AxCrypt - Shred and Delete
Shredding of ''????" failed,
A device attacked to the system is not functioning.

Eraser - Erase
Error - The file or directory is not a reparse point. (Exception from HRESULT: 0x80071126)

A file or directory can contain a reparse point, which is a collection of user-defined data. The format of this data is understood by the application which stores the data, and a file system filter, which you install to interpret the data and process the file. When an application sets a reparse point, it stores this data, plus a reparse tag, which uniquely identifies the data it is storing. When the file system opens a file with a reparse point, it attempts to find the file system filter associated with the data format identified by the reparse tag. If a file system filter is found, the filter processes the file as directed by the reparse data. If a file system filter is not found, the file open operation fails.

iPod Explorer - Simple Deletion
Obvious that one deletion of file is possible but it doesn't deal with updating the meta-data/database. It still appears in the menuing system but attempting to play results in nothing, not even an error.

Obviously, after deletion I tried various methods of file recovery to see just how effective some of the mechanisms I employed were. As with most standard FAT based filesystems if there were no other intervention 100% file recovery is almost always possible. You need to use a wiping program to truly defend your iPod or other mobile devices against attack from computer forensics programs. 

root@system:/media/sdc1# photorec /log /debug /d photorec
PhotoRec 6.11, Data Recovery Utility, April 2009
Christophe GRENIER

Disk /dev/sdd - 7889 MB / 7523 MiB (RO) - Apple iPod
     Partition                  Start        End    Size in sectors
 1 P FAT32                    0   1  3   127 204 49    1926015 [USER'S IPOD]
168 files saved in photorec directory.
Recovery aborted by the user.
mp3: 148 recovered
tx?: 10 recovered
sqlite: 4 recovered
txt: 3 recovered
mov: 2 recovered
gz: 1 recovered
[ Quit ]

root@system:/media/sdc1# vim /etc/scalpel/scalpel.conf
# MPEG Video
mpg     y       50000000        \x00\x00\x01\xba        \x00\x00\x01\xb9
mpg     y       50000000        \x00\x00\x01\xb3        \x00\x00\x01\xb7

root@system:/media/sdc1# scalpel -v /dev/sdd1 -o /media/sdc1/scalpel
/dev/sdd1:   9.8% |********|  740.0 MB  2:05:55 ETAOPENING /media/sdc1/scalpel/mpg-1-0/00003091.mpg
/dev/sdd1:  10.0% |*******|  750.0 MB  2:06:05 ETAOPENING /media/sdc1/scalpel/mpg-1-0/00003093.mpg
CLOSING /media/sdc1/scalpel/mpg-1-0/00003091.mpg
Kill signal detected. Cleaning up...
CLOSING /media/sdc1/scalpel/mpg-1-0/00003090.mpg
Kill signal detected. Cleaning up...
CLOSING /media/sdc1/scalpel/mpg-1-0/00003089.mpg
Kill signal detected. Cleaning up...
CLOSING /media/sdc1/scalpel/mpg-0-0/00000055.mpg
OPENING /media/sdc1/scalpel/mpg-1-0/00003092.mpg
CLOSING /media/sdc1/scalpel/mpg-1-0/00003092.mpg
/dev/sdd1:  10.1% |*********|  760.0 MB  2:04:56 ETACleaning up...
 Caught signal: Interrupt. Program is terminating early 

Erase Free Space (Eraser) option has reduced the significantly the chances of file recovery even though file integrity recovery indicators state (CopyTransDoctor) that 100% recovery is possible this is certainly not the case. My results indicate that while partial wiping is possible it requires specialised tools and/or knowledge (I've seen some mobile applications that are specifically designed for this purpose) and clearly if you have raw/jailbroken access to the file system you have many options/utilities available to you.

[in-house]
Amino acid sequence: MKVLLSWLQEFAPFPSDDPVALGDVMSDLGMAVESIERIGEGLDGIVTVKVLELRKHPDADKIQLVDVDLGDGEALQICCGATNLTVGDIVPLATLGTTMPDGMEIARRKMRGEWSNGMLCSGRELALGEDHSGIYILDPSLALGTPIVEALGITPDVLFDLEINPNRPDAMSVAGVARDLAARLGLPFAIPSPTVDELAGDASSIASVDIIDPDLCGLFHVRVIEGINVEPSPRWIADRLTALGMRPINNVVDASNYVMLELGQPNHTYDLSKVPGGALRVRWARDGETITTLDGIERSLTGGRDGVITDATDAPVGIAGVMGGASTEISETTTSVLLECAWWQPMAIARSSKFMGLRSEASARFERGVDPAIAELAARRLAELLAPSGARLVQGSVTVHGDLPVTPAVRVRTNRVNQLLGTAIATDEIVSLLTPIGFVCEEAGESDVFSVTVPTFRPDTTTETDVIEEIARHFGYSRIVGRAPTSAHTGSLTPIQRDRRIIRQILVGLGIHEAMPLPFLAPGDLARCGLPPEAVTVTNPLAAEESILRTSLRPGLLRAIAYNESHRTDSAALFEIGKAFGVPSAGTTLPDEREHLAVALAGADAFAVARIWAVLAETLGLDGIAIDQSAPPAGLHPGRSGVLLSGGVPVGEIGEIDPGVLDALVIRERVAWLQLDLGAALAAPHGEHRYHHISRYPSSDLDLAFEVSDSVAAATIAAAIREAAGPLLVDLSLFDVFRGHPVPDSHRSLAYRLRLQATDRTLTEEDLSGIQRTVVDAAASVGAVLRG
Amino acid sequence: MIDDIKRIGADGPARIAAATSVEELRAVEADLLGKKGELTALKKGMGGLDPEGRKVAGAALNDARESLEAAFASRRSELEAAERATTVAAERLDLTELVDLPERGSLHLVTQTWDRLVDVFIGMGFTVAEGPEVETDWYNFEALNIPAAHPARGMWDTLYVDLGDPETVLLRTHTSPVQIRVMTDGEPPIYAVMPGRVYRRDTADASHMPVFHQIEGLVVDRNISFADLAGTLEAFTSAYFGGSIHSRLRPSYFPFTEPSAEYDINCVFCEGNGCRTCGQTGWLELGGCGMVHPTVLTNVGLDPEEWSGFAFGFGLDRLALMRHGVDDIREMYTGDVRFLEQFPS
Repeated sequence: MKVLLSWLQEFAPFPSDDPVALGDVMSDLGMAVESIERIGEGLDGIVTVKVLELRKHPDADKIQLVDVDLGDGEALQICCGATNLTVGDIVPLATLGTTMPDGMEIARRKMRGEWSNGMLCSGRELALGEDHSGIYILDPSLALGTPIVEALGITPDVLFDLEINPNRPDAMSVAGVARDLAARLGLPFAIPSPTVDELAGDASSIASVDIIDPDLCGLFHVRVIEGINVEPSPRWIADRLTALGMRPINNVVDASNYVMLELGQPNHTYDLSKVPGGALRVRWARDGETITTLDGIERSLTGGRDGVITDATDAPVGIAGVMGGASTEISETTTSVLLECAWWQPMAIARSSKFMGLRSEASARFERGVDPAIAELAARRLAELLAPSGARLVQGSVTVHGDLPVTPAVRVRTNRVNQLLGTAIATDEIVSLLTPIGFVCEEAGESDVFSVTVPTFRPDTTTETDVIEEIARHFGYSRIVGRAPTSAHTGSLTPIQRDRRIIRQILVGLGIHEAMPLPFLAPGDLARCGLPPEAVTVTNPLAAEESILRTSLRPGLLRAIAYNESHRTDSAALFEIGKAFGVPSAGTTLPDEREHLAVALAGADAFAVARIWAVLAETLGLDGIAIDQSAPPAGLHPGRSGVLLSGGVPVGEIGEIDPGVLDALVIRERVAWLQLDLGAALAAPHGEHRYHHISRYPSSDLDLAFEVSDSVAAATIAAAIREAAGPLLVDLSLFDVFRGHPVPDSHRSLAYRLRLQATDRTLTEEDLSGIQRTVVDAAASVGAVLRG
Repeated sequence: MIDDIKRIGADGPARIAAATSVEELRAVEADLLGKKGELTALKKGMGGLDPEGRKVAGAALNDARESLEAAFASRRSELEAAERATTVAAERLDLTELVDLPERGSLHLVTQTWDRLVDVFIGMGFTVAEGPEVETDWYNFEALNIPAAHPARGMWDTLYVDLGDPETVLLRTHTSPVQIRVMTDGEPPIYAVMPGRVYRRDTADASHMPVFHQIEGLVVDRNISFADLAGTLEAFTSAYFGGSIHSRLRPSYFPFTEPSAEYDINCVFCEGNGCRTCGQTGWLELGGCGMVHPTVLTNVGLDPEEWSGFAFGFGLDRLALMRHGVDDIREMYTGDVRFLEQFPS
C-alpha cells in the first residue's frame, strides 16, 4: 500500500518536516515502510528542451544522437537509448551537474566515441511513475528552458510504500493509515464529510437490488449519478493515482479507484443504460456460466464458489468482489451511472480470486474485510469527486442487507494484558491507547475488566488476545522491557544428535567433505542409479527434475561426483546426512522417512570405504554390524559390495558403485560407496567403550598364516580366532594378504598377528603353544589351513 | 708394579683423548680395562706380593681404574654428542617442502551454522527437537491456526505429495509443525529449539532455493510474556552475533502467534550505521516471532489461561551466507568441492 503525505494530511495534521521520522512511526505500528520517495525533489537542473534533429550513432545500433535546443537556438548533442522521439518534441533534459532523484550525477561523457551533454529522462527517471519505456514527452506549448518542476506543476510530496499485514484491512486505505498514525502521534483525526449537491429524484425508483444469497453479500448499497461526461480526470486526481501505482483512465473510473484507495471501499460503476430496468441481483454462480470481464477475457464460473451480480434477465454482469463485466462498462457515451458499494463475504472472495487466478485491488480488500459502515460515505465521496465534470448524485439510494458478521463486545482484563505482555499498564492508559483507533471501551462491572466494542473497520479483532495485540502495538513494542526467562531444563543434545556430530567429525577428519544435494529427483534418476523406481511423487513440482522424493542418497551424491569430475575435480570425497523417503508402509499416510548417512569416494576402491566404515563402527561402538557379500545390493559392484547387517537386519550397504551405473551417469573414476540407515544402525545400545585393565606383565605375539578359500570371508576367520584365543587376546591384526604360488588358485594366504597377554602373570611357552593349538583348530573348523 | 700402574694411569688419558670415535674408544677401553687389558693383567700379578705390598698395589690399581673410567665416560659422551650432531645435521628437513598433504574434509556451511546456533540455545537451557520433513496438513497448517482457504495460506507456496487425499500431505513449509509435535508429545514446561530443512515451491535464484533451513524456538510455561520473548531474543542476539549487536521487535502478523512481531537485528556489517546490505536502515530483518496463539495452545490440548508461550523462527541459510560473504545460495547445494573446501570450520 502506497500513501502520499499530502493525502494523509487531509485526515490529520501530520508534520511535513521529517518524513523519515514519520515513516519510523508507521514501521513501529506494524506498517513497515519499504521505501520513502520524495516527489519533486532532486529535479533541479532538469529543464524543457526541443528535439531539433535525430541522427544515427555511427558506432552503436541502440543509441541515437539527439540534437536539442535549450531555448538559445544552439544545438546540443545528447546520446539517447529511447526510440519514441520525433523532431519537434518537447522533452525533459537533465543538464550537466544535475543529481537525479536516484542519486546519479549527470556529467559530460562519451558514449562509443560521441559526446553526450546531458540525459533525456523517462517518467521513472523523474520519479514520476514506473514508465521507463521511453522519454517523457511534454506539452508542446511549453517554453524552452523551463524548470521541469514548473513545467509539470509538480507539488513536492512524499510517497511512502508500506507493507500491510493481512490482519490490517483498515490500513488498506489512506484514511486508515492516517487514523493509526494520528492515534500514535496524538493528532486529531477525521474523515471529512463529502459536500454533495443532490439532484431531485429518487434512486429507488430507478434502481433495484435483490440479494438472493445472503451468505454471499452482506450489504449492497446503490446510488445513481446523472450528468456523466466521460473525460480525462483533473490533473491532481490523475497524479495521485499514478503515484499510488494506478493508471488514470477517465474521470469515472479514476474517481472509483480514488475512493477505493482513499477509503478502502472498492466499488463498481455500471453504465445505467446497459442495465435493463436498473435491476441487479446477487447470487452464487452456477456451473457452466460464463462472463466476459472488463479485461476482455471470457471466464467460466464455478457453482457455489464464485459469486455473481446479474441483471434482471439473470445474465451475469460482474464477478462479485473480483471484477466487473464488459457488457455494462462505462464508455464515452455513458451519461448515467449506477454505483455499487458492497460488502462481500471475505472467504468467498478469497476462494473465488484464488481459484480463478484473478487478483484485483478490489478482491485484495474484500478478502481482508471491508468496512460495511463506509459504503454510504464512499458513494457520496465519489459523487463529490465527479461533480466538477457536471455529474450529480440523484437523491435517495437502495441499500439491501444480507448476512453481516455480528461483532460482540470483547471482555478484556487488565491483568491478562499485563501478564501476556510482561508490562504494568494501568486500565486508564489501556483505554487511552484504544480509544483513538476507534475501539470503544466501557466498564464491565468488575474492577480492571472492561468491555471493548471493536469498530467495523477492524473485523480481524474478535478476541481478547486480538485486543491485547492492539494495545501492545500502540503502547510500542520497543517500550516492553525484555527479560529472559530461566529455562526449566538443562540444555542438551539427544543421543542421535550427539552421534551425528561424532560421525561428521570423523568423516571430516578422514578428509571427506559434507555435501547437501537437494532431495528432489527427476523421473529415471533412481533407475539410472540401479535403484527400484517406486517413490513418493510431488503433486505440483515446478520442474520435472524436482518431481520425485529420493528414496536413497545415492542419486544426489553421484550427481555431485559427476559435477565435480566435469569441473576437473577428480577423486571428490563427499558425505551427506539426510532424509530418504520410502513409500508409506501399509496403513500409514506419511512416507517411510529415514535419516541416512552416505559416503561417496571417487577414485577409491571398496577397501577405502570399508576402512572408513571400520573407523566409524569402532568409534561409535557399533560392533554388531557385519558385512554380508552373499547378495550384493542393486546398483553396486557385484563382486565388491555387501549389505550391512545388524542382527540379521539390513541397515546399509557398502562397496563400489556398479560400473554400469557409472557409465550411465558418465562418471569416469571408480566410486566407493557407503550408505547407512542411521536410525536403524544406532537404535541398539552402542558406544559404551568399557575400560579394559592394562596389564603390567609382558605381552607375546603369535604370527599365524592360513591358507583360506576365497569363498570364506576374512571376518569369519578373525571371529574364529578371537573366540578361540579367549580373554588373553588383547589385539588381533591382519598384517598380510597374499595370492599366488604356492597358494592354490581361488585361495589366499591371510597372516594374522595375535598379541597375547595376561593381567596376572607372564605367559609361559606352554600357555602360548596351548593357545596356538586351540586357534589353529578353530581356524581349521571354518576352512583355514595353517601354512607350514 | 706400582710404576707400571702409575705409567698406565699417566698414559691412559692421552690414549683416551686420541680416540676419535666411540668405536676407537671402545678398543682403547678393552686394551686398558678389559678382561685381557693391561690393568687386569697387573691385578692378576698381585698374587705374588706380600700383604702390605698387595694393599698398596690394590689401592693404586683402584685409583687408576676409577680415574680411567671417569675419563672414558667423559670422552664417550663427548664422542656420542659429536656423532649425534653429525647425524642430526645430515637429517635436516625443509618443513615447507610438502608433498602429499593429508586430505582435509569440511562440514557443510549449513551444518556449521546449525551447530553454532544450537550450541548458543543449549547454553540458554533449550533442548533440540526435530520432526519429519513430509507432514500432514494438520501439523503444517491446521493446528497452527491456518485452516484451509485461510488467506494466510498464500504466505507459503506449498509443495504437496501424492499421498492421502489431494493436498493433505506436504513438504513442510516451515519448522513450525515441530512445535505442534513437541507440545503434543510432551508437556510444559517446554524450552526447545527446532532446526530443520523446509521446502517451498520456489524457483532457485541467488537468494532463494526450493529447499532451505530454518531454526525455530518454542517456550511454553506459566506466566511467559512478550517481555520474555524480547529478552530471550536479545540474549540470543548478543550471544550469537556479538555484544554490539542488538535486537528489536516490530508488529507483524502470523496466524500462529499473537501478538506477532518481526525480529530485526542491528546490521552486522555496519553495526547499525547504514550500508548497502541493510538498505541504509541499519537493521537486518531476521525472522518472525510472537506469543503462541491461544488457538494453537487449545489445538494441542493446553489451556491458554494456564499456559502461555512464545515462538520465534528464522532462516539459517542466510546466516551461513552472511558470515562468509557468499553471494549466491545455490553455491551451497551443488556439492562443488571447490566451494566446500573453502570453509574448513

Not surprisingly given these issues, Apple and others have come up with their own wiping/encryption functionality. 

Simulated the following wiping (free space only. To run on the entire device just drop the digit.) algorithms,
- British HMG IS5 (3 passes)
- US DoD 5220.22-M (8-306./E)(3 passes)
by running the following:

dd if=/dev/zero of=/media/sde1/ipod.wipe
cat /dev/zero | tr '\0' '\1' | dd of=/media/sde1
dd if=/dev/urandom of=/media/sde1/ipod.wipe

Note that you will run into the 4GB filesystem limitation with FAT32 so just create a another file to get around this problem. Namely,

dd if=/dev/zero of=/media/sde1/ipod.wipe
dd if=/dev/zero of=/media/sde1/ipod.wipe1
dd if=/dev/zero of=/media/sde1/ipod.wipe2

It seemed to fairly obvious that a single wipe (British HMG IS5 (1 pass) or US DoD 5220.22-M (8-306./E)(1 pass) which basically amounts to a single pass of zeros) was enough to throw off the various programs that I was using to examine the device though (I was only using free and Open Source tools to simulate a worst case scenario.).

- scalpel
- photorec
- testdisk
- Recuva
- Glary Utilities
- diskinv

Not surprisingly, ports, and installations of Linux have been attempted. The main limitations seem to be the anti-reverse engineering technologies implemented by Apple though.

Given the fact that it basically is a USB storage device you can use a lot of standard utilities on the device such as DBAN and BCWipe.

Luckily recovery mode is there for you to be able to restore functionality most of the time (It's fairly easy to trigger. I obviously corrupted the filesystem a number of times through my experiments with dd and also attempting to reformat, use other programs, and operating systems on my device. Just plug it into a computer running iTunes and it'll do a complete reset of the device for you.).


- as usual thanks to all of the individuals and groups who purchase and use my goods and services